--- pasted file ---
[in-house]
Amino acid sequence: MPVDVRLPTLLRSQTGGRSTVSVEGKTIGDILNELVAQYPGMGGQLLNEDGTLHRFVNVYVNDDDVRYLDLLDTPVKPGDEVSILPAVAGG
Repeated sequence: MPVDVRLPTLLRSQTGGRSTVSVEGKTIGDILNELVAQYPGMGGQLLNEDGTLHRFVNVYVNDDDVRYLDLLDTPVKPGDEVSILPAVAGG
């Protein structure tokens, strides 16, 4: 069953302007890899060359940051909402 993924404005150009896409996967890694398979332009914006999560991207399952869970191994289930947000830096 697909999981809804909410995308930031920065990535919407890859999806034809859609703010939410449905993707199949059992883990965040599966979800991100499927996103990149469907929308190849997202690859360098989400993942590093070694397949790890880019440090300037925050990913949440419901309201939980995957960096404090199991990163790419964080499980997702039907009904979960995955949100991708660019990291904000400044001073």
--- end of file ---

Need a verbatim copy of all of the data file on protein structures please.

[in-house]
Amino acid sequence: MPVDVRLPTLLRSQTGGRSTVSVEGKTIGDILNELVAQYPGMGGQLLNEDGTLHRFVNVYVNDDDVRYLDLLDTPVKPGDEVSILPAVAGG
Repeated sequence: MPVDVRLPTLLRSQTGGRSTVSVEGKTIGDILNELVAQYPGMGGQLLNEDGTLHRFVNVYVNDDDVRYLDLLDTPVKPGDEVSILPAVAGG
């Protein structure tokens, strides 16, 4: 069953302007890899060359940051909402 993924404005150009896409996967890694398979332009914006999560991207399952869970191994289930947000830096 697909999981809804909410995308930031920065990535919407890859999806034809859609703010939410449905993707199949059992883990965040599966979800991100499927996103990149469907929308190849997202690859360098989400993942590093070694397949790890880019440090300037925050990913949440419901309201939980995957960096404090199991990163790419964080499980997702039907009904979960995955949100991708660019990291904000400044001073």